There is no way around it … tuition is expensive.
Doctor of physical therapy programs in particular, because of their length (three years) and level (graduate), require a huge financial commitment; at least $100,000 in student loans for most graduates, when tuition and living expenses are factored in.
It would be one thing if a new physical therapist (PT) could easily expect to earn enough money to pay student loans and other bills, but increasingly, PTs are finding it difficult to pull that off. Reimbursements by insurance for physical therapy are decreasing, which means salaries in physical therapy aren’t rising very much, if at all.
But it’s not all bad news. There are some things you can do to mitigate the financial drawbacks, and pursue the career you love.
Get a financial education too
One of the best things you can do, is educate yourself about your finances. There is a dearth of financial education provided to teens and young adults, and as a result, most of us leave high school, college and even graduate school with no idea how to do our taxes, invest money or create passive income, let alone balance a checkbook!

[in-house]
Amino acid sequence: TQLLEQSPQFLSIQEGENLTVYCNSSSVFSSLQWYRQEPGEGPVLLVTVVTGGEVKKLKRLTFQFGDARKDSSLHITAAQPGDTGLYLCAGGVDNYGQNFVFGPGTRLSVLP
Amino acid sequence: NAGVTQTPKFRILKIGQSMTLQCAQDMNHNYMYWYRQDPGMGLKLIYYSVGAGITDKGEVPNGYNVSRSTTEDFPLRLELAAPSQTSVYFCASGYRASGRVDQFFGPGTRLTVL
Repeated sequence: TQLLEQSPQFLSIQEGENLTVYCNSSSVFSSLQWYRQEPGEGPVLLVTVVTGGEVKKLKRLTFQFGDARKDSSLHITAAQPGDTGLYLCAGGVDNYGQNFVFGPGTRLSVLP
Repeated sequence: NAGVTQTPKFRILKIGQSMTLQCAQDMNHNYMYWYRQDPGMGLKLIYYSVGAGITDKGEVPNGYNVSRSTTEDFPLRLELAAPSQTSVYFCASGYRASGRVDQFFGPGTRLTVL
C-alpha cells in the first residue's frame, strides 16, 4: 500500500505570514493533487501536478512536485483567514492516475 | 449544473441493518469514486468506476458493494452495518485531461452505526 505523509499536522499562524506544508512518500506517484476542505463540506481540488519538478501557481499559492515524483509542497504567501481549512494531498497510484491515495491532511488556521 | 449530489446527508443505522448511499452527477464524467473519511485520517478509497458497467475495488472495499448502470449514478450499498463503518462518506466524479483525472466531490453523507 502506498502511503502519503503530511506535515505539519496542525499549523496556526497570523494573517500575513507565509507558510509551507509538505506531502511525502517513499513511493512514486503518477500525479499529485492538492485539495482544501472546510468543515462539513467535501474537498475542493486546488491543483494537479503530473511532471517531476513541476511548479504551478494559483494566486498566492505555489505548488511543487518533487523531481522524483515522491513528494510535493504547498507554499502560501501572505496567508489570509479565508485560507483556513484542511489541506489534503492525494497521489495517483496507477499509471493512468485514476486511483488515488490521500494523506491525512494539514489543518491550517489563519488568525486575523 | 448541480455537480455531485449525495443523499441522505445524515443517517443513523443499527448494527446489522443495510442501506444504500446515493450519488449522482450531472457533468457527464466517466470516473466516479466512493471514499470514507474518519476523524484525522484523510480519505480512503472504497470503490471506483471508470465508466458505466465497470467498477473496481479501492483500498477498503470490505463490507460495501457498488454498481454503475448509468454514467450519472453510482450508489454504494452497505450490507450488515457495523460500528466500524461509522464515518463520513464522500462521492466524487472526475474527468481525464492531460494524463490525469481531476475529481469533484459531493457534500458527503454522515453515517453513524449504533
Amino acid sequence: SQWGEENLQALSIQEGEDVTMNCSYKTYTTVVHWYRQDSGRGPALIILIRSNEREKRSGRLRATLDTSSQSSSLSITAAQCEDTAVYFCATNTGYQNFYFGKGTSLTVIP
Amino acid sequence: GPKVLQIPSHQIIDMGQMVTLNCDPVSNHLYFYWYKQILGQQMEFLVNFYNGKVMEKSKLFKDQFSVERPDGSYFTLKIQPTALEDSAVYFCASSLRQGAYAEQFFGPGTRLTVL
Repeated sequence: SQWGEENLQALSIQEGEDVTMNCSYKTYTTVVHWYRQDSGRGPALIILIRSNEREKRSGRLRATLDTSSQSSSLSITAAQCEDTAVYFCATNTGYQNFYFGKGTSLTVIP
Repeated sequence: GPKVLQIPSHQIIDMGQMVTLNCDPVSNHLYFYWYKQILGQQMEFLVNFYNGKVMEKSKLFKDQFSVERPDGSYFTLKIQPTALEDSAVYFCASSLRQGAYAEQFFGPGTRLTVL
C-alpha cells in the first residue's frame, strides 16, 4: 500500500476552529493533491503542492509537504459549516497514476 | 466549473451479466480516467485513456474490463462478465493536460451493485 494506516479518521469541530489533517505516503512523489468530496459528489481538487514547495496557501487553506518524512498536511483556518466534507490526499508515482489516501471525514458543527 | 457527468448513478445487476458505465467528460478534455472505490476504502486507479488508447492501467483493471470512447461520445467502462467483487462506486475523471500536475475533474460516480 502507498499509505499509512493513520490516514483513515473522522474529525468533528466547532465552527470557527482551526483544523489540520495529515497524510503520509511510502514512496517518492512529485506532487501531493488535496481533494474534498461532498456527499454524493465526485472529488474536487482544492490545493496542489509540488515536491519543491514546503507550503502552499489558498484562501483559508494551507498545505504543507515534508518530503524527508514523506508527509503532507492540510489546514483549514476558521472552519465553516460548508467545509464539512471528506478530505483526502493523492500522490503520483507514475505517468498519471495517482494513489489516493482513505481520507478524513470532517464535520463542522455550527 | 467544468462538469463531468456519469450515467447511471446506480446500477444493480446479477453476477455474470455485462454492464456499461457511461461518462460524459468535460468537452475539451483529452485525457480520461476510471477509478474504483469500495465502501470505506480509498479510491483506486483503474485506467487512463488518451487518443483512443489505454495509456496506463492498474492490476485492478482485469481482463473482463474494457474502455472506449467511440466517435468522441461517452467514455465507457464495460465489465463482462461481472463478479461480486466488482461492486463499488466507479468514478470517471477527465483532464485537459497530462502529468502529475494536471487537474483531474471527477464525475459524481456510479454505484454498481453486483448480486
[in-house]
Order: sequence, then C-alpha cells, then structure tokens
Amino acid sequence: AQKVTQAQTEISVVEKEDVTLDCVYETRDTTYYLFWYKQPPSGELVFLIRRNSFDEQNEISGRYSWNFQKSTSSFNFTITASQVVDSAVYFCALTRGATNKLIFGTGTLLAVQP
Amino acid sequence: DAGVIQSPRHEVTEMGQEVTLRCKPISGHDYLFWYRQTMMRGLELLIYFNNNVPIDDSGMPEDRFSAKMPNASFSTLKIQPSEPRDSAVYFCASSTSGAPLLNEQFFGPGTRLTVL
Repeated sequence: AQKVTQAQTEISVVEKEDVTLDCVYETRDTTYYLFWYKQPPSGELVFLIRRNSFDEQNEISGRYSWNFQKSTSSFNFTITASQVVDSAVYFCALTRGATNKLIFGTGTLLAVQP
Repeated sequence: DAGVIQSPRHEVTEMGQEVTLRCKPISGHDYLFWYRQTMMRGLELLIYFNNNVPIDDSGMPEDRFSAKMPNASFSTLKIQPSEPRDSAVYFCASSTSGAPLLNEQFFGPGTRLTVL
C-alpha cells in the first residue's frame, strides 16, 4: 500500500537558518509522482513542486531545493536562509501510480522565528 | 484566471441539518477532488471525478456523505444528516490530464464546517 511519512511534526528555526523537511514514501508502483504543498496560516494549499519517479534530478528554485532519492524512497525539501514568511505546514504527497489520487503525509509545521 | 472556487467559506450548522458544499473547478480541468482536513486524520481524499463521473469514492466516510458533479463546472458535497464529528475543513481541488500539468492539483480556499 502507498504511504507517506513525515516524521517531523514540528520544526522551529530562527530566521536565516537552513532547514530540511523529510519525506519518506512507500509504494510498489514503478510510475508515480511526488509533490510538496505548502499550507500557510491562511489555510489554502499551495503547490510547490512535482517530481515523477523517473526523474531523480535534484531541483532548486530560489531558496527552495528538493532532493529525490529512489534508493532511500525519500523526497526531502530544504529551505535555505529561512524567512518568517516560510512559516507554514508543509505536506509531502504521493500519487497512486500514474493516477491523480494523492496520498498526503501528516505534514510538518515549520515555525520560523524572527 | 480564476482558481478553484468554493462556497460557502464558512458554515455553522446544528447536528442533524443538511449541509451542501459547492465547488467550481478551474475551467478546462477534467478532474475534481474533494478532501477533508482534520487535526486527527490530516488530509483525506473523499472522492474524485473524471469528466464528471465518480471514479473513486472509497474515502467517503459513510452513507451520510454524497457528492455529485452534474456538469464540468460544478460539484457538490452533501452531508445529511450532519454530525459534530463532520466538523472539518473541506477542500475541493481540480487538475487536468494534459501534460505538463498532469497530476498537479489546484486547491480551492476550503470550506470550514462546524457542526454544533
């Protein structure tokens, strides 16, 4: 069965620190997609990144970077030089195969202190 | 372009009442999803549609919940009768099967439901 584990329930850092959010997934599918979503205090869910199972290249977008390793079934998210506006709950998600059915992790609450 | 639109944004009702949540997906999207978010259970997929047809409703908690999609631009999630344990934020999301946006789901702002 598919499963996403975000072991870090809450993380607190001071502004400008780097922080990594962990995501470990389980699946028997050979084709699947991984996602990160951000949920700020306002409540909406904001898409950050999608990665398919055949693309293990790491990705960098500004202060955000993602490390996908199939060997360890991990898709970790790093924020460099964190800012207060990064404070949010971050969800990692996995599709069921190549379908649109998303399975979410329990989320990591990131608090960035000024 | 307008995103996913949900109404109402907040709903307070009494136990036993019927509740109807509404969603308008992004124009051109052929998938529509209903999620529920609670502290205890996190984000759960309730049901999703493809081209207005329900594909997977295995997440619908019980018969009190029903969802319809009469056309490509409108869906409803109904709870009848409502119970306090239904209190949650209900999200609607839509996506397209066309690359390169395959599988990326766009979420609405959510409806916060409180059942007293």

But, if we invest in a financial education for ourselves, we can not only survive, but thrive, financially, even in a time when reimbursements for physical therapy are declining.
To be fair, most of us do not get into the profession of physical therapy to make money. We want to help people. And let’s face it, we love science, not economics. But, it’s hard to help others when you are in a constant state of anxiety over you financial situation, which is happening to more and more new physical therapy professionals, with overwhelming student loan debt and lackluster salaries.
Luckily, there is no shortage of quality financial education resources. If you’re not sure where to start, check out Investopedia, and in particular, their YouTube channel. I also highly recommend reading “Rich Dad, Poor Dad” by Robert Kiyosaki. This book will change the way you look at income. For the better. Guaranteed. This book presents an entirely different way to look at your finances than most of us were taught. For a preview of the book, check out the video at the end of this post.
Choose your program wisely